CASE 9959 Published on 11.07.2012

Stone-containing caliceal diverticulum


Uroradiology & genital male imaging

Case Type

Clinical Cases


Oliveira C1, Candelária I1, Coelho H2, Catarino R1

1 - Radiology Department, Centro Hospitalar e Universitário de Coimbra
2 - Urology Department, Centro Hospitalar e Universitário de Coimbra

26 years, male

Area of Interest Kidney, Abdomen ; Imaging Technique Ultrasound, Conventional radiography
Clinical History
Patient presented to the ER department with flank pain, fever and vomiting. He had no other symptoms or relevant laboratory findings.
Imaging Findings
Renal ultrasound (US) showed a regular cystic-like lesion, 25 mm in diameter, located in the upper right kidney pole. Bright mobile focus was visible within the cyst-like lesion, with a low acoustic posterior shadow (Fig. 1).
Plain abdominal film detected small, round calcifications in the area of the right kidney, without any other significant abnormalities (Fig. 2).
On intravenous urography (IVU), the cyst-like lesion showed opacification with contrast medium, in a late pyelographic phase, confirming its connection with the pyelocalyceal system (Fig. 3).
Pyelocaliceal diverticula (PCD) are relatively uncommon cyst-like structures in the renal parenchyma, often discovered incidentally during ultrasound examination. Two important features differentiate them from cysts: they are lined with transitional cell epithelium and connect to the renal pelvis or a calix by a small channel also lined by urothelium. Diverticula related to a minor calix are usually located in the upper pole, while those connected with the pelvis or a major calix are located in the central portion of the kidney [1].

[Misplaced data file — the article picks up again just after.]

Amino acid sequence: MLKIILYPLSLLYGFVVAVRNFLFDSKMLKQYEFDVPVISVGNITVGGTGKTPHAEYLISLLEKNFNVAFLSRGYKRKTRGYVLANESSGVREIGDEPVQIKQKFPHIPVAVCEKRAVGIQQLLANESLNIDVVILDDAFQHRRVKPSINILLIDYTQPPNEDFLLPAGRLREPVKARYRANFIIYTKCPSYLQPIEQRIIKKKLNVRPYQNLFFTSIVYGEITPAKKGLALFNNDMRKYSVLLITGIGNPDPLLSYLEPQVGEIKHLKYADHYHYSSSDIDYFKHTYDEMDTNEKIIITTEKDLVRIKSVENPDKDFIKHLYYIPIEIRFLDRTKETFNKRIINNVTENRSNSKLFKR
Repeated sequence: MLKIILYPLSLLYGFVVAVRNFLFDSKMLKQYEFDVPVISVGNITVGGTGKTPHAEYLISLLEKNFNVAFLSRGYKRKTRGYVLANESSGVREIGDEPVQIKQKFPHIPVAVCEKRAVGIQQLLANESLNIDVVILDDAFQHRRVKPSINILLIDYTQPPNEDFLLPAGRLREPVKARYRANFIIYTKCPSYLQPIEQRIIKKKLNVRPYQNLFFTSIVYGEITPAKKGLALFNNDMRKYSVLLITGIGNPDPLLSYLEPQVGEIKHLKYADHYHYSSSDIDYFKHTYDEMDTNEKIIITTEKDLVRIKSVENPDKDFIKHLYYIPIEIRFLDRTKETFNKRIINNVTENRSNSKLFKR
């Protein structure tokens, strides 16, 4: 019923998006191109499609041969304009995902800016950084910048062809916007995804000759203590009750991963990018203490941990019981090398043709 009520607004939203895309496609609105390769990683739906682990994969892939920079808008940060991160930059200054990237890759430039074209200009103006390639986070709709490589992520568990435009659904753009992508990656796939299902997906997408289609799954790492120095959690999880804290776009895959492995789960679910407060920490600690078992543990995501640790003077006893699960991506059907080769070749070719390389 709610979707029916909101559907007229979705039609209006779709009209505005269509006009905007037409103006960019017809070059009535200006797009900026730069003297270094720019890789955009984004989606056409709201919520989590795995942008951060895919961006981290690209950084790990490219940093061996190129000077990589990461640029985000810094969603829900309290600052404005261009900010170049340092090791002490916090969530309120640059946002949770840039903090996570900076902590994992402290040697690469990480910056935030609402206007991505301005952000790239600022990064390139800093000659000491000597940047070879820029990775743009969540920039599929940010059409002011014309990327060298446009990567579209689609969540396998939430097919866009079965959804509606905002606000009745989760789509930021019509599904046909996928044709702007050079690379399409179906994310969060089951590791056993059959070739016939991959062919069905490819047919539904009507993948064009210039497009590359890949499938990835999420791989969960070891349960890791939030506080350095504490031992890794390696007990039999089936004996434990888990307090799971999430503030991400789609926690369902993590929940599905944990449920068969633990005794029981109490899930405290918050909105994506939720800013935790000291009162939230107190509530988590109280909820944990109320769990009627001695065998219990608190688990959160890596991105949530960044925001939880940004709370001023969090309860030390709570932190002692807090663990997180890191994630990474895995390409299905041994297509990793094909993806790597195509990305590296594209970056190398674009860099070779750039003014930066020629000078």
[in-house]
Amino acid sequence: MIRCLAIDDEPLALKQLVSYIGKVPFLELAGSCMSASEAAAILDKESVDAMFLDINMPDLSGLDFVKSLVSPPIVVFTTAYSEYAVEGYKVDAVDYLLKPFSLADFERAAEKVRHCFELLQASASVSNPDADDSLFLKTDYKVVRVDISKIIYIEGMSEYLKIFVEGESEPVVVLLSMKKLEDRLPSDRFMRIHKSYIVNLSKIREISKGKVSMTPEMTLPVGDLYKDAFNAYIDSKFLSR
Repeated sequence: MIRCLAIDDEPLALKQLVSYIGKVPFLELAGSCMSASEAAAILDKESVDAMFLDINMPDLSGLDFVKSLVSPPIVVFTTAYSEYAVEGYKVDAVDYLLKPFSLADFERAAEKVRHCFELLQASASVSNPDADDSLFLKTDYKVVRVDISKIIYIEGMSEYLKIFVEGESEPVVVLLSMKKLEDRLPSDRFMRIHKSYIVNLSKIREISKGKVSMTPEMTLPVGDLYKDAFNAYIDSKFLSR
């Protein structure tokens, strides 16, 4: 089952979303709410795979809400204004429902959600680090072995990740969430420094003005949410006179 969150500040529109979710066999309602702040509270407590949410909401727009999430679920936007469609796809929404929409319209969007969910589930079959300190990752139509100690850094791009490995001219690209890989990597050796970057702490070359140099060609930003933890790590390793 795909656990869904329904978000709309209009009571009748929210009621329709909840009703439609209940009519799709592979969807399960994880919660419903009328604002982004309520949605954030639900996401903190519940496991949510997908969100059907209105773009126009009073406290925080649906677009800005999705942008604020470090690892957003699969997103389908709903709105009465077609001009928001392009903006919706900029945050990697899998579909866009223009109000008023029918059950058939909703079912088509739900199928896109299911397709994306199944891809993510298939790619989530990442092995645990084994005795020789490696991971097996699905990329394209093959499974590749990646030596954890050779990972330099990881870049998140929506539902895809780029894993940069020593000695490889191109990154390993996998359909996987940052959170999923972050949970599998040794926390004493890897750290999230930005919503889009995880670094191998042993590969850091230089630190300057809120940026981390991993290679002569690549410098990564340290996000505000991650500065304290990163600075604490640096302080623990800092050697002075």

Rarely they cause loin pain, urinary tract infection, renal colic, pyuria, haematuria or hypertension [ 3, 5].

Ultrasound suggests the diagnosis in a high percentage of cases. The presence of mobile calculi or milk of calcium within the cyst are characteristic and very common [2, 3] and may also be identified in the abdominal plain film. When these findings are absent, PCD may be indistinguishable from simple cyst and Intravenous urography (IVU) or CT may be helpful. On IVU, most pyelocaliceal diverticula will show a delayed opacification owing to the retrograde filling from the connection with the collecting system [4]. However, if the neck of a PCD is obstructed, the diverticulum will not opacify and it is impossible to distinguish it from a simple renal cyst [3].

PCDs are usually small and asymptomatic, and treatment is usually not necessary[1, 4]. In patients with symptomatic radiopaque caliceal diverticular stones, percutaneous nephrolithotomy is the standard procedure.
Differential Diagnosis List
Stone-containing caliceal diverticulum.
Complex renal cyst
Haemorrhagic renal cyst
Infected renal cyst
Final Diagnosis
Stone-containing caliceal diverticulum.
Case information
DOI: 10.1594/EURORAD/CASE.9959
ISSN: 1563-4086